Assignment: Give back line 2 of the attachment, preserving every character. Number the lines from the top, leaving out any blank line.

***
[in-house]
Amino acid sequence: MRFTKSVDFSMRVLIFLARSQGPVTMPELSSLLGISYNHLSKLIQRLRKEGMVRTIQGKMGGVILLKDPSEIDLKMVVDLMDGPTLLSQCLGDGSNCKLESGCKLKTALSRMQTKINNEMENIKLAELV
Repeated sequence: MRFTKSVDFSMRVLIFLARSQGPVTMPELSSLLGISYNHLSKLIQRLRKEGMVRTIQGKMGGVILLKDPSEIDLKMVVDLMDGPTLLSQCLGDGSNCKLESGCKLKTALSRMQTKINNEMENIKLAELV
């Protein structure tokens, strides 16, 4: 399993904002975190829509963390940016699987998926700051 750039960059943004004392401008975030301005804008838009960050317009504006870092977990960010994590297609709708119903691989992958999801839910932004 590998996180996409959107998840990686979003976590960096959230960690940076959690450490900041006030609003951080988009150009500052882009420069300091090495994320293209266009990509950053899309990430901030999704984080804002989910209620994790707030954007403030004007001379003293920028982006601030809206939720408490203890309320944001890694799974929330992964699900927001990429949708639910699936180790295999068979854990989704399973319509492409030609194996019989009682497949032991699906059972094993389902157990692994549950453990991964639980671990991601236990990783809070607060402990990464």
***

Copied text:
Amino acid sequence: MRFTKSVDFSMRVLIFLARSQGPVTMPELSSLLGISYNHLSKLIQRLRKEGMVRTIQGKMGGVILLKDPSEIDLKMVVDLMDGPTLLSQCLGDGSNCKLESGCKLKTALSRMQTKINNEMENIKLAELV